Uday Durg has been working to build the Transit Center since 2002
Unlike other major mass-transit projects like World Trade Center Transportation Hub or South Ferry Terminal, construction of the Fulton Street Transit Center occurs around four active subway platforms while nine train lines run 24 hours a day.
But for the Metropolitan Transportation Authority (MTA) capital construction team, managing heavy ridership during major construction projects is inherent in the building process. Already the Transit Center team has deconstructed one-quarter of a city block, excavated 50 feet below the street, underpinned a landmarked building, and demolished approximately a half-miles worth of interior ramps -- all while millions of weekly subway riders swarm the station.
Uday Durg, P.E., is the MTA's program executive for Lower Manhattan projects. A highly trained engineer with more than 20 years experience at the MTA, Mr. Durg oversees all design and construction of the $1.4 billion Transit Center. He wrapped up the same work on the new $530 million South Ferry Terminal last spring, a mega project that was completed in less than five years, even though a 400-year-old Battery fort wall was discovered in the middle of mass excavation.
At the Transit Center, Mr. Durg has seen designs evolve as budgets changed and the construction market constricted. In 2008, MTA Capital Construction, led by President Michael Horodniceanu, divided the Transit Centers many construction components into separate contracts -- a plan that has helped keep costs down, balance labor needs, and maintain constant building.
Familiar and esteemed among the Lower Manhattan community, Mr. Durg and his team are proving that massive construction work in one of New Yorks single busiest areas can be a source of optimism, rather than an interference. We asked Mr. Durg three questions about how he manages the complexities of Transit Center construction, and what he enjoys most about it.
Whats it like running a project that has multiple contracts that are being executed simultaneously?
Mr. Durg: The biggest challenge is coordinating all of the active work on the various contracts. Theres so much to focus on in terms of delivery of materials and in terms of labor on the job site -- and it all has to be coordinated. Getting materials in and out of Lower Manhattan can be very difficult and because this is closely tied to productivity, it has to be carefully planned so that the materials arrive when we need them to.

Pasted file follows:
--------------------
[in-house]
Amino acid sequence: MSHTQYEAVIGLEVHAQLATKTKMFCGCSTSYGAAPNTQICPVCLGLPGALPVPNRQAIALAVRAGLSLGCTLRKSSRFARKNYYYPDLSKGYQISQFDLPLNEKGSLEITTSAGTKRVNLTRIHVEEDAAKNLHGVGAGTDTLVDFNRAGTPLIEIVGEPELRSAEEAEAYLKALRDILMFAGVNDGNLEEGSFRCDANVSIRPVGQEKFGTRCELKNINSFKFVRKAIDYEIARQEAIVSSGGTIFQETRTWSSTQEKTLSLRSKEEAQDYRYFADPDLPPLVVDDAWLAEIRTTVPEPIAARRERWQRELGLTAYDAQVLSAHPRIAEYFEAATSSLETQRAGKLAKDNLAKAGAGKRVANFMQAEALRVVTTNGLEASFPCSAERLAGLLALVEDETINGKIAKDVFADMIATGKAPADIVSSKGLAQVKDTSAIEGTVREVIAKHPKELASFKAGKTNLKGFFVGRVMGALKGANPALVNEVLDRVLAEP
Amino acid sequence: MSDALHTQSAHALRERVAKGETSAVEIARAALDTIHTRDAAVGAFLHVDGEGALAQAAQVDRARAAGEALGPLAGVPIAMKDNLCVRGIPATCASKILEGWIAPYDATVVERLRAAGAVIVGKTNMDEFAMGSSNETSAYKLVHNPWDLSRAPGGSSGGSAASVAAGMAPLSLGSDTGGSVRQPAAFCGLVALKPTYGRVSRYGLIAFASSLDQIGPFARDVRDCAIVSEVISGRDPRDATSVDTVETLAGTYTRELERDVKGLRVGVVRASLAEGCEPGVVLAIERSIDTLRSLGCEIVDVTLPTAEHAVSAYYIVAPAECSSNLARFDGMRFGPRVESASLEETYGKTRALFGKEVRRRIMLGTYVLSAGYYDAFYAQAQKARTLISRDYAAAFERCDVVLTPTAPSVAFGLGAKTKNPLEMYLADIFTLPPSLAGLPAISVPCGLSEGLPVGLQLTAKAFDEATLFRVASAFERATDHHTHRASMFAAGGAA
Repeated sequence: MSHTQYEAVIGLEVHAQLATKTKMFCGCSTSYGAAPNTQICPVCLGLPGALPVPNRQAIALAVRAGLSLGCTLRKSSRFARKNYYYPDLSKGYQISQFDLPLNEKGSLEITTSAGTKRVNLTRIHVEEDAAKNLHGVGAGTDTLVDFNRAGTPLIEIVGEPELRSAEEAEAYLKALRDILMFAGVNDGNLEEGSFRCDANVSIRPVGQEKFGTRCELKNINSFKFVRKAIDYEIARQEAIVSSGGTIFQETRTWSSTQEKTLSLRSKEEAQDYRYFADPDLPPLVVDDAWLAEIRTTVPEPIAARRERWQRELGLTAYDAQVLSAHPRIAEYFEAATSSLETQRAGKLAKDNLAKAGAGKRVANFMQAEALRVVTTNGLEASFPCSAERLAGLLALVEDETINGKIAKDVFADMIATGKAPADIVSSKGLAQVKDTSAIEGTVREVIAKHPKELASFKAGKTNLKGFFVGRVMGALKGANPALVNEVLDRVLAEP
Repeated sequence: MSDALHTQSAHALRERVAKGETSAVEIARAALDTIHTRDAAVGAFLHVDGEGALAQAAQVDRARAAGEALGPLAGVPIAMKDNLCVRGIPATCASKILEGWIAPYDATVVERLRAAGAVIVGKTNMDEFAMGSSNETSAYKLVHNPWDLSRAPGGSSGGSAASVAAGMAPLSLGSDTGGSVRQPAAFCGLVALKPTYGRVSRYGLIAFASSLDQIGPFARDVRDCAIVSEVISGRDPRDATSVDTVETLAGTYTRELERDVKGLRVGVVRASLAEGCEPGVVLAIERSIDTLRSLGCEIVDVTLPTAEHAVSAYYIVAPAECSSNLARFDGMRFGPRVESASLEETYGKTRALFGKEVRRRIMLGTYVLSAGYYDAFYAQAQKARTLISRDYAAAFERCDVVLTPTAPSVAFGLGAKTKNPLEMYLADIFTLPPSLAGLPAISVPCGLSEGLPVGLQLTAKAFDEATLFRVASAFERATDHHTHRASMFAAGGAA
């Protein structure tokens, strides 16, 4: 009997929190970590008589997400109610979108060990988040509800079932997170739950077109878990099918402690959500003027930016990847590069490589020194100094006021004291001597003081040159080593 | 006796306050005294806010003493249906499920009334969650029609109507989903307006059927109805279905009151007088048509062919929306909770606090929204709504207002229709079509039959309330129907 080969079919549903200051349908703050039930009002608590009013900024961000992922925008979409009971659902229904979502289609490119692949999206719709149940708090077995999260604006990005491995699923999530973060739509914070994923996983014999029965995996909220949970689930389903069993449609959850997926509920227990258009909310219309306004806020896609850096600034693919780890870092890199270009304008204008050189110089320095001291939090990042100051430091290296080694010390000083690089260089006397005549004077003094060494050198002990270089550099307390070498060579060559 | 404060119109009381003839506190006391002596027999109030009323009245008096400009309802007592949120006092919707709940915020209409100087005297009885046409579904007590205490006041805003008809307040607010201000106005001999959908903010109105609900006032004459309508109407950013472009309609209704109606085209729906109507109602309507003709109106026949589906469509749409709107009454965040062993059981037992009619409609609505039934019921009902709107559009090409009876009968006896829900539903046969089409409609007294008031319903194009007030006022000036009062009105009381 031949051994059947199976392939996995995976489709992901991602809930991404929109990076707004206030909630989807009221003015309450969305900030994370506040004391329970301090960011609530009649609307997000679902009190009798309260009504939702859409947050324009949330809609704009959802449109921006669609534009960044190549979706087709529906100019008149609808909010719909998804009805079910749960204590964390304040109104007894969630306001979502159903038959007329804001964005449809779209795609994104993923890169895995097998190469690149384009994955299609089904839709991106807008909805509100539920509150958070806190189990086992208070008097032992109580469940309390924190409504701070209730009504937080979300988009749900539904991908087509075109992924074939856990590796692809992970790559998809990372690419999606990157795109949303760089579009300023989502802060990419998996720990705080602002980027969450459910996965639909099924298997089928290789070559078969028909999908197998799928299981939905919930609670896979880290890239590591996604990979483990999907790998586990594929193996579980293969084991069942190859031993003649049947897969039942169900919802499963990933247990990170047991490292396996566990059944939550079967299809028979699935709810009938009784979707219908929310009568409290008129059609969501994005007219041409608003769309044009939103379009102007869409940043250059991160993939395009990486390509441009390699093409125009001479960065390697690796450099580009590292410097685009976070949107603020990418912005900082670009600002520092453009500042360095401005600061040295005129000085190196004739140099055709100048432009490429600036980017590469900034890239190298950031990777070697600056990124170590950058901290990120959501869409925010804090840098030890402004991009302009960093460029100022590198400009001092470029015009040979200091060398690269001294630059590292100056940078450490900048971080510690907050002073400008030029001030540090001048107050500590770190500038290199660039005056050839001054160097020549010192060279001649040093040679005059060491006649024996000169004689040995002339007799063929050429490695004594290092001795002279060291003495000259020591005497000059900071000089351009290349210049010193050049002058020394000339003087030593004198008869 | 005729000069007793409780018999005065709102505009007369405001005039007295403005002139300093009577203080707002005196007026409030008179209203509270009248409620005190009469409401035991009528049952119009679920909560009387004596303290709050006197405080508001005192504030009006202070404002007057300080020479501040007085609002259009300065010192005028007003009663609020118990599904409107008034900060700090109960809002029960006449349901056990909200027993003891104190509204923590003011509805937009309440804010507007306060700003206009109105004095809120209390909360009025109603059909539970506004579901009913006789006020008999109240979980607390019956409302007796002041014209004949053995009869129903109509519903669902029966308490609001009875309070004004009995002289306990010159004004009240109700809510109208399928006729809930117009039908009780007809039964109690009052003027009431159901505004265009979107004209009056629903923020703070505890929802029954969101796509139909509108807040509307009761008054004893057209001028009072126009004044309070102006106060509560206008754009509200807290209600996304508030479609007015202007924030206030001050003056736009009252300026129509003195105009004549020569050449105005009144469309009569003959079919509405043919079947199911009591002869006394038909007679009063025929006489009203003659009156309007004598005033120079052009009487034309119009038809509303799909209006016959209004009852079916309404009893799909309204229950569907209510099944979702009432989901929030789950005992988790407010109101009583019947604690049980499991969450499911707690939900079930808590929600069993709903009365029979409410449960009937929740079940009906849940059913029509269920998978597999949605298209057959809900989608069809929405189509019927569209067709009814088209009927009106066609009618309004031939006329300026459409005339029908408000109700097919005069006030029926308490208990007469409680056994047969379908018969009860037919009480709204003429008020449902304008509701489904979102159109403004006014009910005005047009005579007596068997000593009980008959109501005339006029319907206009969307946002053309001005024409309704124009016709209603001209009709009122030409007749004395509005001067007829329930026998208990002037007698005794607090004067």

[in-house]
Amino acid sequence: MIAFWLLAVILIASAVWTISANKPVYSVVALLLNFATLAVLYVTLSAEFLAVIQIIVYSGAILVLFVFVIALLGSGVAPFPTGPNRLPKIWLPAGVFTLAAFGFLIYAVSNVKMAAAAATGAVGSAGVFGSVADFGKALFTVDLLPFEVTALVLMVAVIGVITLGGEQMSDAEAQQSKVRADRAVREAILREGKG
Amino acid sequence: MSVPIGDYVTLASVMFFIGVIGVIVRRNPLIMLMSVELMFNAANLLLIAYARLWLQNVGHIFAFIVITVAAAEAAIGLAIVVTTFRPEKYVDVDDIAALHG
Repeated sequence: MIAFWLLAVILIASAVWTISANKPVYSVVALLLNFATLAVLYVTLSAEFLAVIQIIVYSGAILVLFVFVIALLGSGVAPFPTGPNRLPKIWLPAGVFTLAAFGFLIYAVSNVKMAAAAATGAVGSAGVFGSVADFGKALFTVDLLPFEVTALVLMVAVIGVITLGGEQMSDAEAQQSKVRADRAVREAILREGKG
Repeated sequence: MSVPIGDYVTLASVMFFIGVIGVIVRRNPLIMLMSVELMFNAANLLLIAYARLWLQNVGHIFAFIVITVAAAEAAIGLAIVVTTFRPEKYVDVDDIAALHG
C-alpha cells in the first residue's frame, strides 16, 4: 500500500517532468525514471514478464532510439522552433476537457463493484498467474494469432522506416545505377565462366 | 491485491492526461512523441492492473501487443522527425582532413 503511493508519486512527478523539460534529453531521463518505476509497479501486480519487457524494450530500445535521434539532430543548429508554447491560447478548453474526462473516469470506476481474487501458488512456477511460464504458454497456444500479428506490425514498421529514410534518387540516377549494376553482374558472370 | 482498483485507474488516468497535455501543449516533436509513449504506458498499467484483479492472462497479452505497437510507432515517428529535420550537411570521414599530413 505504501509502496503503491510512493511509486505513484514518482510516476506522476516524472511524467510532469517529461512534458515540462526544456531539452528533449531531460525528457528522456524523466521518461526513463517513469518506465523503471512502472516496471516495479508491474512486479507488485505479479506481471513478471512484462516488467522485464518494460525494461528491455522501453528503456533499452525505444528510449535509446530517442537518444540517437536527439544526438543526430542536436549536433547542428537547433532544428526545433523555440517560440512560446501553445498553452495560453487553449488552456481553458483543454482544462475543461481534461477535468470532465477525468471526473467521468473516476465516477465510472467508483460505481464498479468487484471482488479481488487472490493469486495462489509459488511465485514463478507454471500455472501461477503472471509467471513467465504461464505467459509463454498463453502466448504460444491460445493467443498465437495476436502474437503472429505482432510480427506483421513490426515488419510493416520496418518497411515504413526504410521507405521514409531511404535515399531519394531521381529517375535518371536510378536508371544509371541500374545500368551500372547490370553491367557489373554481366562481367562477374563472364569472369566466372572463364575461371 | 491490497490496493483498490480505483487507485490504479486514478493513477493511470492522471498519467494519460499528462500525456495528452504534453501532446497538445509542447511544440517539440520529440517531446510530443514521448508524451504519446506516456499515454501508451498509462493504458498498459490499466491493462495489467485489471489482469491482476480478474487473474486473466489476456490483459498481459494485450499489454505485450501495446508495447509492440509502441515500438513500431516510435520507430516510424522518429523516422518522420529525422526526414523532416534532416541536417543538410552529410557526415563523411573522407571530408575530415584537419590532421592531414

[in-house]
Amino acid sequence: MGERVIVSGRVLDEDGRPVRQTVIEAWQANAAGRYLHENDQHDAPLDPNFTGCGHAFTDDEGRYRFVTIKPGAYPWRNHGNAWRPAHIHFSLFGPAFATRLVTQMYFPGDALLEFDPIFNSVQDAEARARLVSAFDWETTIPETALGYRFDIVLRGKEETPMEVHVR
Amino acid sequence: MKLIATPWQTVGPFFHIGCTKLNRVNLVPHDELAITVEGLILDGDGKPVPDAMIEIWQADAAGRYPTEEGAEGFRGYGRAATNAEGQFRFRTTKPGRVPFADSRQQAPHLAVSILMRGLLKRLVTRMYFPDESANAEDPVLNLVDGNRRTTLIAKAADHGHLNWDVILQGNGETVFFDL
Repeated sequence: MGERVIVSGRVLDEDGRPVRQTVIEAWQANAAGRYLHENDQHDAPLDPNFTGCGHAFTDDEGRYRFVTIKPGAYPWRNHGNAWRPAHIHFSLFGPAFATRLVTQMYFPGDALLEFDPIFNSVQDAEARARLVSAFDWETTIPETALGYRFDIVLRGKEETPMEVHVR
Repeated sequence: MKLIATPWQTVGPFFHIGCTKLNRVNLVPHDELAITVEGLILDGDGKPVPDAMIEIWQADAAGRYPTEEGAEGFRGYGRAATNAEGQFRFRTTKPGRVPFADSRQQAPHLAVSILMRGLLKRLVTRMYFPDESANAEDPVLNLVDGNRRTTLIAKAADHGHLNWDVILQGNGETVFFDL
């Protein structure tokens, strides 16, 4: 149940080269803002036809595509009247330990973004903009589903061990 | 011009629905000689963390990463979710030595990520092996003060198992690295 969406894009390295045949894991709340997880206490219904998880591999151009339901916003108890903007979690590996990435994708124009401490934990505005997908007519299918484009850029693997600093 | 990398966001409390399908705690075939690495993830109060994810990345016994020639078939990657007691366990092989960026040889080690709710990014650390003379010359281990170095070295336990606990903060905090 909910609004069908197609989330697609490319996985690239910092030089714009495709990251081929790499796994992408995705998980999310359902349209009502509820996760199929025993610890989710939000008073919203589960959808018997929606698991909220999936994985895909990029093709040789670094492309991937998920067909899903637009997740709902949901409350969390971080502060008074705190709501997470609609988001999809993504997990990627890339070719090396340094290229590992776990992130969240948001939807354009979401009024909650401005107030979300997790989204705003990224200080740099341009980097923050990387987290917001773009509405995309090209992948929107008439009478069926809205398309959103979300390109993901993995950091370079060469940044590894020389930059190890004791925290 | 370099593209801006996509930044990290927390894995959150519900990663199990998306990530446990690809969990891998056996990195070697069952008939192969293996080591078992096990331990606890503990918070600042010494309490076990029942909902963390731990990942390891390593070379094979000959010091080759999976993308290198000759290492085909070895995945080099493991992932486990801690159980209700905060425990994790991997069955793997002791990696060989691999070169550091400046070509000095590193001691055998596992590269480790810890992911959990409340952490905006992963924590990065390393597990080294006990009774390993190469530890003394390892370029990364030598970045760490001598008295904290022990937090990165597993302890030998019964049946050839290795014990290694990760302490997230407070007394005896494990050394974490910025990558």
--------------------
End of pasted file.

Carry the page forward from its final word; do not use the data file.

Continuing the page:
Ive also got to worry about all the people that flow through this area on a daily basis. The job is right on Broadway and over 300,000 riders come through this complex every day. We are doing all this heavy, civil engineering and construction while maintaining service on the 4/5 -- one of the most crowded lines in the system -- plus the A/C line. In addition, we sometimes have more than 100 workers here a day, plus a lot of weekend work -- all the work on the A/C platform is on the weekends. So clearly, the safety of the public and our workers is one of our top priorities.
Right now I have three contractors working simultaneously: Judlau, Skanska, and WDF. Theyre each performing a lot of work at the same time, which means we have a significant amount of material that has to be brought in and hauled out. But in the job site, there havent been conflicts yet in terms of the space. It has a lot to do with the way the packages were put together. They need each other to complete their contracts, and theyre all in the same business and respect each other.
Another major challenge is already completed: The critical underpinning of the Corbin Building is done. That is one of the significant achievements in the last couple of months, because its a historic building, built in 1879, and we proceeded with this work deliberately and carefully to minimize any settlement. But now weve passed that critical stage. The building is underpinned.
How have the changes inside the station affected riders?
We have closed all the ramps on the east and west sides of the A/C platform, and all the ramps have now been deconstructed. Weve put temporary stairs in at both ends of the platform, and although it took a few weeks for riders to adjust, the temporary stairs work well because the transfer is right there. Before, riders had to travel these switchback ramps. Now they go to the end of the platform, and the transfer is easier. Its forecasting the simplicity of the future Transit Center. Once you have a direct orientation, the travel time gets reduced.
What will be your favorite part of the new Transit Center when its done?
When its done, that will be my favorite part! I've been working since 2002 on this job. Its been a challenge in terms of getting all the designs completed. Getting all the stakeholders informed. Making sure that logistically everything works properly, making sure the community is satisfied.
Part of that challenge has been learning how to build complex projects in the urban environment. That is going to be something I learned from this project. Theres so much to think about on a complicated job like this: You have to deal with the level of the water table, with site logistics, with so many utilities, with underpinning of buildings, with local businesses, with people, transfersall the things that have gone into this project, I will take from it and learn.
Working in a busy urban environment is a challenge -- yet its part of the total experience. It is very complex in its nature, and it brings so many things together in terms of its complexities. It is something Ill never forget.